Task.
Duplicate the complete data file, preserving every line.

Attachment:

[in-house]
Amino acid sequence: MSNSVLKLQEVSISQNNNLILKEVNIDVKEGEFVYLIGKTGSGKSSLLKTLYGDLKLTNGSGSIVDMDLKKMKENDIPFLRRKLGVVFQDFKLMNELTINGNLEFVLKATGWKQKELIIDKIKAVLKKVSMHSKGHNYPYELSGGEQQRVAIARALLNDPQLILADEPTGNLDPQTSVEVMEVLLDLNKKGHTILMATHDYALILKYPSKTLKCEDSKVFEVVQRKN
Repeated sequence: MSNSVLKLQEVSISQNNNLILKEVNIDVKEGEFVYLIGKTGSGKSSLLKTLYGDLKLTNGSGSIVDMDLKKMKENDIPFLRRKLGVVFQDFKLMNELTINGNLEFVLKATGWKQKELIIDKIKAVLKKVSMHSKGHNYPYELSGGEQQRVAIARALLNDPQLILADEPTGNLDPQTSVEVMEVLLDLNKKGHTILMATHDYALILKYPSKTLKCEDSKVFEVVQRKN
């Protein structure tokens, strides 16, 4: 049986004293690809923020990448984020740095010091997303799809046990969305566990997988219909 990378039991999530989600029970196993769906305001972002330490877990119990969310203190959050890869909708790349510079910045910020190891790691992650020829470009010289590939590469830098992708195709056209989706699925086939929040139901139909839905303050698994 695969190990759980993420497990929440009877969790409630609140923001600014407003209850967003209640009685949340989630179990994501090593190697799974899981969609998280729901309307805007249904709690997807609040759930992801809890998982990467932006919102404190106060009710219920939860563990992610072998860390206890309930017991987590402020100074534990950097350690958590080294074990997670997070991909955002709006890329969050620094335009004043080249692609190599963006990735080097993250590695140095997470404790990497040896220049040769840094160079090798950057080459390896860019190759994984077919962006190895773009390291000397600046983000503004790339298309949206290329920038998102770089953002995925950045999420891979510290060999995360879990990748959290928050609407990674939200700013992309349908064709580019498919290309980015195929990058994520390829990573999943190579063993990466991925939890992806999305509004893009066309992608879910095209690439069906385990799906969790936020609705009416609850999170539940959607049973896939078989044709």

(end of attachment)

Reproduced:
[in-house]
Amino acid sequence: MSNSVLKLQEVSISQNNNLILKEVNIDVKEGEFVYLIGKTGSGKSSLLKTLYGDLKLTNGSGSIVDMDLKKMKENDIPFLRRKLGVVFQDFKLMNELTINGNLEFVLKATGWKQKELIIDKIKAVLKKVSMHSKGHNYPYELSGGEQQRVAIARALLNDPQLILADEPTGNLDPQTSVEVMEVLLDLNKKGHTILMATHDYALILKYPSKTLKCEDSKVFEVVQRKN
Repeated sequence: MSNSVLKLQEVSISQNNNLILKEVNIDVKEGEFVYLIGKTGSGKSSLLKTLYGDLKLTNGSGSIVDMDLKKMKENDIPFLRRKLGVVFQDFKLMNELTINGNLEFVLKATGWKQKELIIDKIKAVLKKVSMHSKGHNYPYELSGGEQQRVAIARALLNDPQLILADEPTGNLDPQTSVEVMEVLLDLNKKGHTILMATHDYALILKYPSKTLKCEDSKVFEVVQRKN
């Protein structure tokens, strides 16, 4: 049986004293690809923020990448984020740095010091997303799809046990969305566990997988219909 990378039991999530989600029970196993769906305001972002330490877990119990969310203190959050890869909708790349510079910045910020190891790691992650020829470009010289590939590469830098992708195709056209989706699925086939929040139901139909839905303050698994 695969190990759980993420497990929440009877969790409630609140923001600014407003209850967003209640009685949340989630179990994501090593190697799974899981969609998280729901309307805007249904709690997807609040759930992801809890998982990467932006919102404190106060009710219920939860563990992610072998860390206890309930017991987590402020100074534990950097350690958590080294074990997670997070991909955002709006890329969050620094335009004043080249692609190599963006990735080097993250590695140095997470404790990497040896220049040769840094160079090798950057080459390896860019190759994984077919962006190895773009390291000397600046983000503004790339298309949206290329920038998102770089953002995925950045999420891979510290060999995360879990990748959290928050609407990674939200700013992309349908064709580019498919290309980015195929990058994520390829990573999943190579063993990466991925939890992806999305509004893009066309992608879910095209690439069906385990799906969790936020609705009416609850999170539940959607049973896939078989044709």